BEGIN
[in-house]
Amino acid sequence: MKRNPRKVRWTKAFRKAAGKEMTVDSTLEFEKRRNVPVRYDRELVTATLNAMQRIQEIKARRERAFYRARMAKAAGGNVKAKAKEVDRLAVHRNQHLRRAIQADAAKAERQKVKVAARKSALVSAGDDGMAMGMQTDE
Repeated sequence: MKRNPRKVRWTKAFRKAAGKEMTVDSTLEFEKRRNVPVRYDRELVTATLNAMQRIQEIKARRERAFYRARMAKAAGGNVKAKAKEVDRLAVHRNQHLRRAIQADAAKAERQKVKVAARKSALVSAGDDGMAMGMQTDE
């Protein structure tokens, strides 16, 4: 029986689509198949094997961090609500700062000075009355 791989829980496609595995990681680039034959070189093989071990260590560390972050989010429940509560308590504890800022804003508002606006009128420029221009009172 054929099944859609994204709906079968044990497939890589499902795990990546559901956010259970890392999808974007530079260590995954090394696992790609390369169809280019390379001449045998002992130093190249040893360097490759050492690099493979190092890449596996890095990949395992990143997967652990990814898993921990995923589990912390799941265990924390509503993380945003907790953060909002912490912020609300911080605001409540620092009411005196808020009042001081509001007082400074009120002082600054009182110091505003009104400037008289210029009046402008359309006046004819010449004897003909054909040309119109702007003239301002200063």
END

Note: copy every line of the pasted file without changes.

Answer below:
[in-house]
Amino acid sequence: MKRNPRKVRWTKAFRKAAGKEMTVDSTLEFEKRRNVPVRYDRELVTATLNAMQRIQEIKARRERAFYRARMAKAAGGNVKAKAKEVDRLAVHRNQHLRRAIQADAAKAERQKVKVAARKSALVSAGDDGMAMGMQTDE
Repeated sequence: MKRNPRKVRWTKAFRKAAGKEMTVDSTLEFEKRRNVPVRYDRELVTATLNAMQRIQEIKARRERAFYRARMAKAAGGNVKAKAKEVDRLAVHRNQHLRRAIQADAAKAERQKVKVAARKSALVSAGDDGMAMGMQTDE
């Protein structure tokens, strides 16, 4: 029986689509198949094997961090609500700062000075009355 791989829980496609595995990681680039034959070189093989071990260590560390972050989010429940509560308590504890800022804003508002606006009128420029221009009172 054929099944859609994204709906079968044990497939890589499902795990990546559901956010259970890392999808974007530079260590995954090394696992790609390369169809280019390379001449045998002992130093190249040893360097490759050492690099493979190092890449596996890095990949395992990143997967652990990814898993921990995923589990912390799941265990924390509503993380945003907790953060909002912490912020609300911080605001409540620092009411005196808020009042001081509001007082400074009120002082600054009182110091505003009104400037008289210029009046402008359309006046004819010449004897003909054909040309119109702007003239301002200063």